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dc.contributor.authorLehner, Rachelle Diane
dc.date.accessioned2014-03-03T23:22:43Z
dc.date.available2014-03-03T23:22:43Z
dc.date.issued2005-08
dc.identifier.otherlehner_rachelle_d_200508_phd
dc.identifier.urihttp://purl.galileo.usg.edu/uga_etd/lehner_rachelle_d_200508_phd
dc.identifier.urihttp://hdl.handle.net/10724/22712
dc.description.abstractThe purpose of this study was to discover differences and similarities in the intent behind the actions of leaders and the perceptions of those actions as perceived by hourly employees. This study focused on differences and similarities in intents and perceptions occurring in the context of organizational change. In particular, this study attempted to surface the mental models held by leaders and hourly employees regarding specific changes that have been made. An interpretive qualitative study was employed utilizing interviews and document analysis to compare intents and perceptions of three key changes. Purposeful sampling was utilized in selecting the organization and the participants. Three groups of employees were interviewed: co-owners, senior leaders, and hourly employees. Analysis of the data revealed three findings: (a) Co-owners, senior leaders, and hourly employees did not identify the same changes as significant; (b)When asked about the three most frequently cited changes (as identified by senior leaders), there was a surprising level of consistency across the three groups; and (c) Even though employees could describe the three changes and the reasons for their implementation, they were not able to explain what they had to do differently in their specific job to contribute to the success of the change. These findings resulted in four conclusions. First, recognizing and addressing employee concerns is a crucial role for change agents. Second, the roles of leadership and management are both necessary and should be fluid in nature. Third, understanding is a developmental process and can be fostered through a multi-tiered communication system. And, fourth, the “what” of change does not equate to the “how” of change. These conclusions lead to implications for both practice and research.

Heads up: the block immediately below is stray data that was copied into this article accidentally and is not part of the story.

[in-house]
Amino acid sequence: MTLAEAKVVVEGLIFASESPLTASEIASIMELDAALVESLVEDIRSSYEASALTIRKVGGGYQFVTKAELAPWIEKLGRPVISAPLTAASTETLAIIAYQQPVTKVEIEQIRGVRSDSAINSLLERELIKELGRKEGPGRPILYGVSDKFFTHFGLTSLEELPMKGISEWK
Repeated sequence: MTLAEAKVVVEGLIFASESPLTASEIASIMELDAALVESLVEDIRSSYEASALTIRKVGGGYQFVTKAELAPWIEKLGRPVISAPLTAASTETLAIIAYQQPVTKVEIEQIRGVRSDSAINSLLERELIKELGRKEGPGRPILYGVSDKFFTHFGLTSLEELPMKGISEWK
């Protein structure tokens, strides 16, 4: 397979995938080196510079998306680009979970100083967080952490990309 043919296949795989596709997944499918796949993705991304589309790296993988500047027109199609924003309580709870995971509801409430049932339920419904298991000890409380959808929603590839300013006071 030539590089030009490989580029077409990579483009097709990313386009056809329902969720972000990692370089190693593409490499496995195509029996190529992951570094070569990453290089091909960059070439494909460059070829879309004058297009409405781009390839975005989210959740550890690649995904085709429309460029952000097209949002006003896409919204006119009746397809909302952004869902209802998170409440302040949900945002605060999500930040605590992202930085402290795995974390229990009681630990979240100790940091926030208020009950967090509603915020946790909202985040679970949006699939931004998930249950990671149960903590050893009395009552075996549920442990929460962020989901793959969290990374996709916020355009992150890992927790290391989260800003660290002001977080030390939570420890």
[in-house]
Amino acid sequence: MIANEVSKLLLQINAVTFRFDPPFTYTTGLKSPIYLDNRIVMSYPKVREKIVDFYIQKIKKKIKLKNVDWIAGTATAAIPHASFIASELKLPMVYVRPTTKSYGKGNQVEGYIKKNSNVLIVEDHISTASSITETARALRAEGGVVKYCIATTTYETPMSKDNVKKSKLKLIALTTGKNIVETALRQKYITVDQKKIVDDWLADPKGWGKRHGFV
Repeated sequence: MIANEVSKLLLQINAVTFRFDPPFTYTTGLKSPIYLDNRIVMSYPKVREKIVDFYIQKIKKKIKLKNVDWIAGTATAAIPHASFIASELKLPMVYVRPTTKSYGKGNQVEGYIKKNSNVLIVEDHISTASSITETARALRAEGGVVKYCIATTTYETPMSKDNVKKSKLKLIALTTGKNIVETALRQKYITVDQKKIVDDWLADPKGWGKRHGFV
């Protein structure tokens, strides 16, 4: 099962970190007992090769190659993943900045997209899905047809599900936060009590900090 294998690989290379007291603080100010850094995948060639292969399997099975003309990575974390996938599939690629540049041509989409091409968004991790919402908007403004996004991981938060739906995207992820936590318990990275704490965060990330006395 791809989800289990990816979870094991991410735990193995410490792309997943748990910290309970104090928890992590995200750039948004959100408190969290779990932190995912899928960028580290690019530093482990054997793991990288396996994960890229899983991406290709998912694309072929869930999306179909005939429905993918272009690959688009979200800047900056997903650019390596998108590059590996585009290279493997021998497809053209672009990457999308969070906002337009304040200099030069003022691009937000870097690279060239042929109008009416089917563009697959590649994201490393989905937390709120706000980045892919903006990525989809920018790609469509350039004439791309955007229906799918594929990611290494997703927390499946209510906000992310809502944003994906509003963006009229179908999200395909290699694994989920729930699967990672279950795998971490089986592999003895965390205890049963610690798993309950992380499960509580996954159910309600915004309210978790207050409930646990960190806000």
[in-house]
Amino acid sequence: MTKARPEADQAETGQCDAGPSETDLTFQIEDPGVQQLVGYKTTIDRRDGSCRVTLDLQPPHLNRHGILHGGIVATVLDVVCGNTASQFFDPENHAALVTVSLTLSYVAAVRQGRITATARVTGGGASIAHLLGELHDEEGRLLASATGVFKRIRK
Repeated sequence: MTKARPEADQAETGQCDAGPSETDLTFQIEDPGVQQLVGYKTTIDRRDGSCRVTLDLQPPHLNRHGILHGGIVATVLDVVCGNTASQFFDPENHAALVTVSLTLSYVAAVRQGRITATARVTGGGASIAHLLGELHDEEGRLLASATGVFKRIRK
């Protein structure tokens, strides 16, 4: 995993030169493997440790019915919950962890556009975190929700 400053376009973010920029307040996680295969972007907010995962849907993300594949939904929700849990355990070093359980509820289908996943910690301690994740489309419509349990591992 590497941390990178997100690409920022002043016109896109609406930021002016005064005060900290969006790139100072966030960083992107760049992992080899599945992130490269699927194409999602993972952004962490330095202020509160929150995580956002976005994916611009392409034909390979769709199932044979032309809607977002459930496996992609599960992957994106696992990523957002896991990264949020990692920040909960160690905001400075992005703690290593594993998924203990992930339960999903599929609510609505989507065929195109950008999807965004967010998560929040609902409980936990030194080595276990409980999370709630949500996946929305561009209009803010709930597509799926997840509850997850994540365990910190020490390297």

dc.languageeng
dc.publisheruga
dc.rightspublic
dc.subjectOrganizational Change Menal Models Perceptions Leadership
dc.titleCrossroads
dc.title.alternativewhat leaders intend and what employees perceive
dc.typeDissertation
dc.description.degreePhD
dc.description.departmentAdult Education
dc.description.majorAdult Education
dc.description.advisorWendy Ruona
dc.description.committeeWendy Ruona
dc.description.committeeLaura Bierema
dc.description.committeeRonald M. Cervero
dc.description.committeeLorilee Sandmann


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